Mega-retail company Wal-Mart plead guilty on Tuesday for Clean Water Act violations that involved years of illegally and improperly handling hazardous liquids and pesticides in California and Missouri. The company is on the hook for $81.6 million in criminal environmental fines for violating federal laws and another $30 million to resolve state environmental law violations.
Documents from the U.S. District Court in San Francisco say that "from a date unknown until January 2006, Wal-Mart did not have a program in place and failed to train its employees on proper hazardous waste management and disposal practices at the store level. As a result, hazardous wastes were either discarded improperly at the store level - including being put into municipal trash bins or, if a liquid, poured into the local sewer system - or they were improperly transported without proper safety documentation to one of six product return centers located throughout the United States."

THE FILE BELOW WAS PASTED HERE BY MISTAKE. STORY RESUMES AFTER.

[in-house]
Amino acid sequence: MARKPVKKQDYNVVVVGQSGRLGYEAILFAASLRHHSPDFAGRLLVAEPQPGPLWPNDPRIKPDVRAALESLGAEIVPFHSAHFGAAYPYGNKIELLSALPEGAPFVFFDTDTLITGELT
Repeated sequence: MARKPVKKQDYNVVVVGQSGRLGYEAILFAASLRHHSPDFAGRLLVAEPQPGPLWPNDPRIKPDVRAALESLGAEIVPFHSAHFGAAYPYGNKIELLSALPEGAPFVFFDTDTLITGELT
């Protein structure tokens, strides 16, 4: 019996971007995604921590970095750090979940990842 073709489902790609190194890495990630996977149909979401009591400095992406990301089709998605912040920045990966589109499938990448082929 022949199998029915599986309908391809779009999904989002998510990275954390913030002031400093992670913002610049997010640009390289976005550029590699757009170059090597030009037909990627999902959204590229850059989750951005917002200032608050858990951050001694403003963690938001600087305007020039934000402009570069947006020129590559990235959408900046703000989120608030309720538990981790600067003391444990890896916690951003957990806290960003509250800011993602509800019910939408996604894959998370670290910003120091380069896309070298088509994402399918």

In Missouri, Wal-Mart employees improperly handled pesticides that customers had returned. "Truckloads of hazardous products, including more than 2 million pounds of pesticides, were improperly handled under Wal-Mart's contract," said Tammy Dickinson, U.S. Attorney for Western District of Missouri.
In 2006, Wal-Mart began sending certain damaged household products, including regulated solid and liquid pesticides, from its six return centers to Greenleaf LLC, a recycling facility located in Neosho, Mo., where the products were processed for reuse and resale. Because Wal-Mart employees failed to provide adequate oversight of the pesticides sent to Greenleaf, regulated pesticides were mixed together and offered for sale to customers without the required registration, ingredients, or use information, which constitutes a violation of Federal Insecticide, Fungicide and Rodenticide Act, or FIFRA.
For all of these violations, Wal-Mart will pay roughly $110 million in criminal fines, at least $20 million of which will go to community service projects and programs to train people on how to legally handle hazardous waste. Their plea agreement includes requirements to ensure adequate environmental personnel and training at all levels of the company, proper identification and management of hazardous wastes, and the development and implementation of Environmental Management Systems at its stores and return centers. Compliance with this agreement is a condition of probation imposed in the criminal cases.